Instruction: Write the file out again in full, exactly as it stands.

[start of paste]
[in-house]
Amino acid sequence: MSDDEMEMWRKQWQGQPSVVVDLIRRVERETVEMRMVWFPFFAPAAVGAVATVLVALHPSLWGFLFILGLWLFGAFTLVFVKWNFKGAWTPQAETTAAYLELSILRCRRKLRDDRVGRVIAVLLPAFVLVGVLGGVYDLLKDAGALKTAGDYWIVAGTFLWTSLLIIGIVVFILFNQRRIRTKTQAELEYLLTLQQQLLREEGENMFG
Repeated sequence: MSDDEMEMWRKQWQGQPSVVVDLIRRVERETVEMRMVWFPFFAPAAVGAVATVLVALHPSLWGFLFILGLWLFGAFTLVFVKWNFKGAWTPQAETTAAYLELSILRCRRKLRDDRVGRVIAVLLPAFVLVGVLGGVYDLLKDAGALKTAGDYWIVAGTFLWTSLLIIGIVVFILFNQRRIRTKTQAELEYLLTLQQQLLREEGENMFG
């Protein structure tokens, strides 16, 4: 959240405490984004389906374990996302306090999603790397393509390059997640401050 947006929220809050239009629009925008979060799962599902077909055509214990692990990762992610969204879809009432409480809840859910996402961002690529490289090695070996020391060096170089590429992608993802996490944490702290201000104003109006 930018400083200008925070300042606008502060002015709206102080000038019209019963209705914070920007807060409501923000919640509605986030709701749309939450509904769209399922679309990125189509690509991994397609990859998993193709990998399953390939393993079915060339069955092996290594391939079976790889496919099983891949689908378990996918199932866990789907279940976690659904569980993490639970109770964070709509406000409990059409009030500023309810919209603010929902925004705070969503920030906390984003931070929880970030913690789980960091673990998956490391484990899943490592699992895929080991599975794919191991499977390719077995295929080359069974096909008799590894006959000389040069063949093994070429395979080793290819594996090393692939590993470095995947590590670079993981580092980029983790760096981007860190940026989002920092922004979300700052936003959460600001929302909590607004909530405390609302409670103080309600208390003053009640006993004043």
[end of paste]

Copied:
[in-house]
Amino acid sequence: MSDDEMEMWRKQWQGQPSVVVDLIRRVERETVEMRMVWFPFFAPAAVGAVATVLVALHPSLWGFLFILGLWLFGAFTLVFVKWNFKGAWTPQAETTAAYLELSILRCRRKLRDDRVGRVIAVLLPAFVLVGVLGGVYDLLKDAGALKTAGDYWIVAGTFLWTSLLIIGIVVFILFNQRRIRTKTQAELEYLLTLQQQLLREEGENMFG
Repeated sequence: MSDDEMEMWRKQWQGQPSVVVDLIRRVERETVEMRMVWFPFFAPAAVGAVATVLVALHPSLWGFLFILGLWLFGAFTLVFVKWNFKGAWTPQAETTAAYLELSILRCRRKLRDDRVGRVIAVLLPAFVLVGVLGGVYDLLKDAGALKTAGDYWIVAGTFLWTSLLIIGIVVFILFNQRRIRTKTQAELEYLLTLQQQLLREEGENMFG
């Protein structure tokens, strides 16, 4: 959240405490984004389906374990996302306090999603790397393509390059997640401050 947006929220809050239009629009925008979060799962599902077909055509214990692990990762992610969204879809009432409480809840859910996402961002690529490289090695070996020391060096170089590429992608993802996490944490702290201000104003109006 930018400083200008925070300042606008502060002015709206102080000038019209019963209705914070920007807060409501923000919640509605986030709701749309939450509904769209399922679309990125189509690509991994397609990859998993193709990998399953390939393993079915060339069955092996290594391939079976790889496919099983891949689908378990996918199932866990789907279940976690659904569980993490639970109770964070709509406000409990059409009030500023309810919209603010929902925004705070969503920030906390984003931070929880970030913690789980960091673990998956490391484990899943490592699992895929080991599975794919191991499977390719077995295929080359069974096909008799590894006959000389040069063949093994070429395979080793290819594996090393692939590993470095995947590590670079993981580092980029983790760096981007860190940026989002920092922004979300700052936003959460600001929302909590607004909530405390609302409670103080309600208390003053009640006993004043």